January 21, 2019

Anti-BDS bill escapes legislative gridlock

For more than three months, a bill that would counter the anti-Israel Boycott, Divestment and Sanctions (BDS) movement was stalled in California’s legislature. It was hamstrung not because of its content, but because of partisan disagreement between the California Legislative Jewish Caucus (CLJC) and the bill’s author, Assemblyman Travis Allen (R-Huntington Beach).

But on April 13 and April 19, a virtually identical bill authored by Assemblyman Richard Bloom (D-Santa Monica), a member of the Jewish caucus, made its first two significant steps to becoming law, passing the Committee on Accountability and Administrative Review and the Committee on Judiciary. On April 13 it passed the accountability and administrative review committee with a 5-1 vote and three abstentions, despite opposition from the committee’s chairwoman, Assemblywoman Cristina Garcia (D-Bell Gardens). It passed the judiciary committee by a unanimous 10-0 vote.

Assembly Bill 2844, also known as the California Combating the Boycott, Divestment and Sanctions of Israel Act of 2016, would force the state to stop doing business, in most instances, with companies that participate in a boycott against Israel, which is California’s 18th-largest export partner. Which companies or how much money and investments might be affected has not yet been determined, but a fiscal review will be done before the bill reaches the Assembly floor for a vote, which still depends on passage in the Appropriations Committee. 

“I believe that this policy is going to be embraced by both the Assembly and the [Senate], and it will pass, but I wouldn’t want to predict what the numbers will be,” Bloom said.

He added that there remains much work to do before AB 2844 becomes law — a law that could possibly become the strongest legislation in any state to counter the BDS movement.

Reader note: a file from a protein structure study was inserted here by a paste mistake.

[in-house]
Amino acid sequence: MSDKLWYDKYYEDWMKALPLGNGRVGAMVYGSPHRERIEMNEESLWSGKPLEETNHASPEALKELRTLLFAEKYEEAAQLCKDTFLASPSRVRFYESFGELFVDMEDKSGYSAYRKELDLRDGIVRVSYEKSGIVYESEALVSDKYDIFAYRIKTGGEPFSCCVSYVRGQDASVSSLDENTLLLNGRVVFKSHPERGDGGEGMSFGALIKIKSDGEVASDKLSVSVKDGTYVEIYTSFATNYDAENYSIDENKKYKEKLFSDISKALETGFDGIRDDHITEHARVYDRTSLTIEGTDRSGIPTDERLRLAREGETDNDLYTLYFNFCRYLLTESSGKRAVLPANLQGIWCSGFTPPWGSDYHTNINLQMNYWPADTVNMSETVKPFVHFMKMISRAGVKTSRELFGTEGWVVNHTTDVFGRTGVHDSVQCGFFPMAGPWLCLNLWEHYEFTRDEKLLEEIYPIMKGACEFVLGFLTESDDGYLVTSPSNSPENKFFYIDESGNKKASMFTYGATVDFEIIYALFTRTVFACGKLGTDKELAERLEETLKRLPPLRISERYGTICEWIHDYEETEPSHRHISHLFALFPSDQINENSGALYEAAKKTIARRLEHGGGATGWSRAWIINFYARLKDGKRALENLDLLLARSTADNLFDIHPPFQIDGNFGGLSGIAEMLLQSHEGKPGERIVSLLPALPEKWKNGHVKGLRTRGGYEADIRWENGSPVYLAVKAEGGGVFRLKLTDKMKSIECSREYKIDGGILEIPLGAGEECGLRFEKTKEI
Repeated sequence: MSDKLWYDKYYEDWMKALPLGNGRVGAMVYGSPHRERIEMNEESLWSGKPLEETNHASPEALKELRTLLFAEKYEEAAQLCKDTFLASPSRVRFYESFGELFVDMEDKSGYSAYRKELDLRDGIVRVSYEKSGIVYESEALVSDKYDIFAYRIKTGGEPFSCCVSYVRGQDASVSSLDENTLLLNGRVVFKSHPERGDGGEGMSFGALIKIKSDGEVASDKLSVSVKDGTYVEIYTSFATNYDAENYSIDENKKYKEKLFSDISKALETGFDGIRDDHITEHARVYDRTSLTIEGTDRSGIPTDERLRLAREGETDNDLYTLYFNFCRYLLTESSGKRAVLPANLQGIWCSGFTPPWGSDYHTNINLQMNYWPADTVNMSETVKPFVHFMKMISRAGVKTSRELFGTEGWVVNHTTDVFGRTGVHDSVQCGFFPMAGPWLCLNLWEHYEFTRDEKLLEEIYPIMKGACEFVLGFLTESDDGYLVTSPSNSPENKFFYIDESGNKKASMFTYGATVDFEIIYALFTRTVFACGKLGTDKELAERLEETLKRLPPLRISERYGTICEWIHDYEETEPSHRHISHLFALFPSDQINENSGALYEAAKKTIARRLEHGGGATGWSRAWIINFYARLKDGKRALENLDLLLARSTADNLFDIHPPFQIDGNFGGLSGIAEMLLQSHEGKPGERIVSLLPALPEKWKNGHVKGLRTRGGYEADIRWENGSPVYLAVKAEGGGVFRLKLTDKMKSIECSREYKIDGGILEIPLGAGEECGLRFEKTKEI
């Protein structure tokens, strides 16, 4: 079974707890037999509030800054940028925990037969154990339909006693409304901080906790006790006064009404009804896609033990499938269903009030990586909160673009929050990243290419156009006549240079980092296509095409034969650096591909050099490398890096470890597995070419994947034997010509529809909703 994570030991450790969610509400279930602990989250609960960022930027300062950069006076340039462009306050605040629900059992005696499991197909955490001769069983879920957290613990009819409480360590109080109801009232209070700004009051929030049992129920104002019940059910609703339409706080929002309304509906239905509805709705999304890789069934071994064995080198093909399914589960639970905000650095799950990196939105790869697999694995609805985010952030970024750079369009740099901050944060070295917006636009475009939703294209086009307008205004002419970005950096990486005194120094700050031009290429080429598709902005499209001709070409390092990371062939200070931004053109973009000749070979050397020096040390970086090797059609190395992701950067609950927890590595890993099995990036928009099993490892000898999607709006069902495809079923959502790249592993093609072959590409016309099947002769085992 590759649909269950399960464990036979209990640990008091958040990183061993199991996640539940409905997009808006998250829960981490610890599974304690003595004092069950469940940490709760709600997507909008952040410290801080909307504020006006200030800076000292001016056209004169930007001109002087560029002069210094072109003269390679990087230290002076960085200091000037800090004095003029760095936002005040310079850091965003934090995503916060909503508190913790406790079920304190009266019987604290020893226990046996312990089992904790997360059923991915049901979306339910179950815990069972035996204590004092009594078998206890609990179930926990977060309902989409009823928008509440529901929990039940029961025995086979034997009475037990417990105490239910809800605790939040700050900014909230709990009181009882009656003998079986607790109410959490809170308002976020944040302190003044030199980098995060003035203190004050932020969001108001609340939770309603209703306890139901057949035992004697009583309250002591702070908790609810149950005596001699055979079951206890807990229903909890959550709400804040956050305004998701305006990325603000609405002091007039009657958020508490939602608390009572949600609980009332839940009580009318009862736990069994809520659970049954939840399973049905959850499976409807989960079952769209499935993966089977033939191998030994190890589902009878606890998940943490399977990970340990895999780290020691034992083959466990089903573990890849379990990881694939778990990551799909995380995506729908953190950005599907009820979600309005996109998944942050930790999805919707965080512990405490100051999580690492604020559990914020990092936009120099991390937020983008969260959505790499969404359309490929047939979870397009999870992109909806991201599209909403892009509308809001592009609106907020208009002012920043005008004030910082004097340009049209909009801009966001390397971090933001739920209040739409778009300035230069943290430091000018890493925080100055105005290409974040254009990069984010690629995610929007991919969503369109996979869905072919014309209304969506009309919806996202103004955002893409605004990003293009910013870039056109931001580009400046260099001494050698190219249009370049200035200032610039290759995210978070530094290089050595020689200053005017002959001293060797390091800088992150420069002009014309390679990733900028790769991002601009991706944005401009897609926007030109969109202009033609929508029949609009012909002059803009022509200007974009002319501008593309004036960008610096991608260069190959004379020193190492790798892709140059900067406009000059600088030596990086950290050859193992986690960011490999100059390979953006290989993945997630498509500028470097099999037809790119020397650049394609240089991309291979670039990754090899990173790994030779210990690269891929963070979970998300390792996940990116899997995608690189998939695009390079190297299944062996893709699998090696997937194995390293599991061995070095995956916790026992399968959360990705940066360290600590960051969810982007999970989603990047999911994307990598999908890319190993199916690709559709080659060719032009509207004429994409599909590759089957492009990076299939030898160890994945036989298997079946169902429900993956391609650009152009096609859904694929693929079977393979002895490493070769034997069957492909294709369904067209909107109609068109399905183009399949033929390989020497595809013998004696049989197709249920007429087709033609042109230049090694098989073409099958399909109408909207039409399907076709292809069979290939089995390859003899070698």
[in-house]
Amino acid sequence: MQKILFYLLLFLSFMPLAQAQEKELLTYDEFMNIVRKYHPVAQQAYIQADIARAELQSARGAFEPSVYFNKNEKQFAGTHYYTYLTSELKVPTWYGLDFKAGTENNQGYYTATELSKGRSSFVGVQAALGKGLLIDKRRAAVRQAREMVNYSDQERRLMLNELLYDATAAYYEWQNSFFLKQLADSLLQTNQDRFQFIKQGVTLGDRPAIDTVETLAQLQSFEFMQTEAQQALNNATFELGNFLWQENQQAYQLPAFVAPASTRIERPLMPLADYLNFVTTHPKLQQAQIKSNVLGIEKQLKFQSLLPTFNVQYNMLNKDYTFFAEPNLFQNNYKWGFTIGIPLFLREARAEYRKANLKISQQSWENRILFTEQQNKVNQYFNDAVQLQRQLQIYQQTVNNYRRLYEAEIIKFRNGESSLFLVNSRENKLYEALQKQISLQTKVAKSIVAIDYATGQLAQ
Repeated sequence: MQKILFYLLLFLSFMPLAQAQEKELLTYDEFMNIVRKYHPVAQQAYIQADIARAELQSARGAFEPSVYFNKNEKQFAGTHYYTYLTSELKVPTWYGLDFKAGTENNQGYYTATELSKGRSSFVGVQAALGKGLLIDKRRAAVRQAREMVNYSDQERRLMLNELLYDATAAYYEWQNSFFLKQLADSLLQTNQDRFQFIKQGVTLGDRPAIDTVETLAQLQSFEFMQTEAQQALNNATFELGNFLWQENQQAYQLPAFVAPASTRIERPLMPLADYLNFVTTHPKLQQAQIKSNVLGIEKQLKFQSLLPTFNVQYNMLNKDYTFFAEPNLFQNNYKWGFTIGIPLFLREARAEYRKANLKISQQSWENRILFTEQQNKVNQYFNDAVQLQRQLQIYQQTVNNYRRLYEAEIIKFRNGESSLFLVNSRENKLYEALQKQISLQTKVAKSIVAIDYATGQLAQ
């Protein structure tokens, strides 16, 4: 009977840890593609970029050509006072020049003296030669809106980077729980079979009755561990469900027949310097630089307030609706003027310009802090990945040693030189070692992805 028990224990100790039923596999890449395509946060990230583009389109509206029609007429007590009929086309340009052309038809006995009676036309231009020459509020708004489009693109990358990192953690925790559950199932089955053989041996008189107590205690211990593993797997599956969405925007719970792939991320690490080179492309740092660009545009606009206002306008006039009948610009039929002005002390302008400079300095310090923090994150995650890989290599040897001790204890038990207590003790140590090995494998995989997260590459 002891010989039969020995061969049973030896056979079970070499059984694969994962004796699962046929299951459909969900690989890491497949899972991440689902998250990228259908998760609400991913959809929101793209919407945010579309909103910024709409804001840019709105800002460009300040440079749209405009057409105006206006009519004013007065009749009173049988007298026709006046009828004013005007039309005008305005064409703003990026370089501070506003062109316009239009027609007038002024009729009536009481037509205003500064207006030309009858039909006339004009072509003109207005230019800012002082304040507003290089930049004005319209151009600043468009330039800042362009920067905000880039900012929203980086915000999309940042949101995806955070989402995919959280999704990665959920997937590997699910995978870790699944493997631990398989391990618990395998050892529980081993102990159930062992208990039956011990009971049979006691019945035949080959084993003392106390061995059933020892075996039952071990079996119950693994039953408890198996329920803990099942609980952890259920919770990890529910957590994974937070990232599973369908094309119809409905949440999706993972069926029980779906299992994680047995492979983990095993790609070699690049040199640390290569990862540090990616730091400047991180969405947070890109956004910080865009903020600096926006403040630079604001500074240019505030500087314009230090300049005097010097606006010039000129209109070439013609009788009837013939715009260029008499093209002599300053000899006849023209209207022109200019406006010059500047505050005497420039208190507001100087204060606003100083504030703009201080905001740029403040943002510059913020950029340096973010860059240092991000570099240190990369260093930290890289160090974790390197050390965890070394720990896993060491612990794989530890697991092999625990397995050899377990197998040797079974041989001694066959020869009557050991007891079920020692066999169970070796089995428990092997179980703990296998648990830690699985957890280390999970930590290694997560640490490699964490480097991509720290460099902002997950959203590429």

Bloom had previously agreed to jointly author another bill, AB 1552, with Allen, who first launched the anti-BDS effort in the Assembly in January. Although that bill gained support, it ultimately went nowhere when Bloom and the CLJC determined that an anti-BDS bill would have a better chance of passing if spearheaded by Democrats — who have a large majority in the legislature — and pushed by the Jewish caucus.

In late March, when the Journal broke the story of the partisan battle over AB 1552 and Bloom’s plan to separately introduce a bill with the same language, Allen opposed what he said was a “very transparent play to gain credit.” Now, though, the Orange County Republican has agreed to be a principal co-author on AB 2844 and applauds its passage in committee.

“We’ve got a big bipartisan win on our hands,” Allen said. 

Asked whether he was upset about losing control over his own bill, he replied, “Absolutely not.”

“Look, legislation is a process, and at the end of the day, what’s most important is not who gets credit but that good policy is enacted into law,” he said.

He echoed a cautiously optimistic tone about the future in emphasizing that pro-Israel advocates shouldn’t assume AB 2844 will sail through the legislature.

“Passing strong, anti-BDS legislation in California is a journey with many committee hearings and floor votes ahead,” Allen said. “We’re going to need all of our partners on both sides of the aisle to stand together.”